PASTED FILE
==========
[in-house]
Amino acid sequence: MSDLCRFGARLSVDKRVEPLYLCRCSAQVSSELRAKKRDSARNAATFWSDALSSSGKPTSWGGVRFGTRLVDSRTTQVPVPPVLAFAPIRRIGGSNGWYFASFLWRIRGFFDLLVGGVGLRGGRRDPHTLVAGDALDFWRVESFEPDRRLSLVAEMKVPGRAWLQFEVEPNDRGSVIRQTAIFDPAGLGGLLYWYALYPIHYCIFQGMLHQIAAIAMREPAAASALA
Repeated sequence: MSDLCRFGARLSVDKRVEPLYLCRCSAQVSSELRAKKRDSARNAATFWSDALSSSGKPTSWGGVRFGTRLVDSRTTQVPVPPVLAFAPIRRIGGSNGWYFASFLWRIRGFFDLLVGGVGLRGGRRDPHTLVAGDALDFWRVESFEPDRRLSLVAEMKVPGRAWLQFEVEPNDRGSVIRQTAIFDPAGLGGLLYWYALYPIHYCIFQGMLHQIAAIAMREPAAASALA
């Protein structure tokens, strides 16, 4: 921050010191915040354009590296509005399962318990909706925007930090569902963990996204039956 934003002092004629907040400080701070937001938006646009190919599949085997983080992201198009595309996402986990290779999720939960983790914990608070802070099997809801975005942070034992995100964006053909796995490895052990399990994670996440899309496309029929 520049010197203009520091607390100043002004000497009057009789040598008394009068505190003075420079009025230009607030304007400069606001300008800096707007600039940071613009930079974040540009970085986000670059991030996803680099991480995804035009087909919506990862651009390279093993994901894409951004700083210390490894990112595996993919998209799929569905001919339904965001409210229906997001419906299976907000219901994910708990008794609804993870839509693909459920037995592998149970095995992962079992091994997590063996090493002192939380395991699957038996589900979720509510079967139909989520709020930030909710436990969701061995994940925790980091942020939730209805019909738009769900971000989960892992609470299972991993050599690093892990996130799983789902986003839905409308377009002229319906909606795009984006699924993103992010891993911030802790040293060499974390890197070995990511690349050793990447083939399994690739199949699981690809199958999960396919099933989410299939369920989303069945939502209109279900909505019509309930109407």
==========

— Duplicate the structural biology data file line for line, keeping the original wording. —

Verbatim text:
[in-house]
Amino acid sequence: MSDLCRFGARLSVDKRVEPLYLCRCSAQVSSELRAKKRDSARNAATFWSDALSSSGKPTSWGGVRFGTRLVDSRTTQVPVPPVLAFAPIRRIGGSNGWYFASFLWRIRGFFDLLVGGVGLRGGRRDPHTLVAGDALDFWRVESFEPDRRLSLVAEMKVPGRAWLQFEVEPNDRGSVIRQTAIFDPAGLGGLLYWYALYPIHYCIFQGMLHQIAAIAMREPAAASALA
Repeated sequence: MSDLCRFGARLSVDKRVEPLYLCRCSAQVSSELRAKKRDSARNAATFWSDALSSSGKPTSWGGVRFGTRLVDSRTTQVPVPPVLAFAPIRRIGGSNGWYFASFLWRIRGFFDLLVGGVGLRGGRRDPHTLVAGDALDFWRVESFEPDRRLSLVAEMKVPGRAWLQFEVEPNDRGSVIRQTAIFDPAGLGGLLYWYALYPIHYCIFQGMLHQIAAIAMREPAAASALA
């Protein structure tokens, strides 16, 4: 921050010191915040354009590296509005399962318990909706925007930090569902963990996204039956 934003002092004629907040400080701070937001938006646009190919599949085997983080992201198009595309996402986990290779999720939960983790914990608070802070099997809801975005942070034992995100964006053909796995490895052990399990994670996440899309496309029929 520049010197203009520091607390100043002004000497009057009789040598008394009068505190003075420079009025230009607030304007400069606001300008800096707007600039940071613009930079974040540009970085986000670059991030996803680099991480995804035009087909919506990862651009390279093993994901894409951004700083210390490894990112595996993919998209799929569905001919339904965001409210229906997001419906299976907000219901994910708990008794609804993870839509693909459920037995592998149970095995992962079992091994997590063996090493002192939380395991699957038996589900979720509510079967139909989520709020930030909710436990969701061995994940925790980091942020939730209805019909738009769900971000989960892992609470299972991993050599690093892990996130799983789902986003839905409308377009002229319906909606795009984006699924993103992010891993911030802790040293060499974390890197070995990511690349050793990447083939399994690739199949699981690809199958999960396919099933989410299939369920989303069945939502209109279900909505019509309930109407």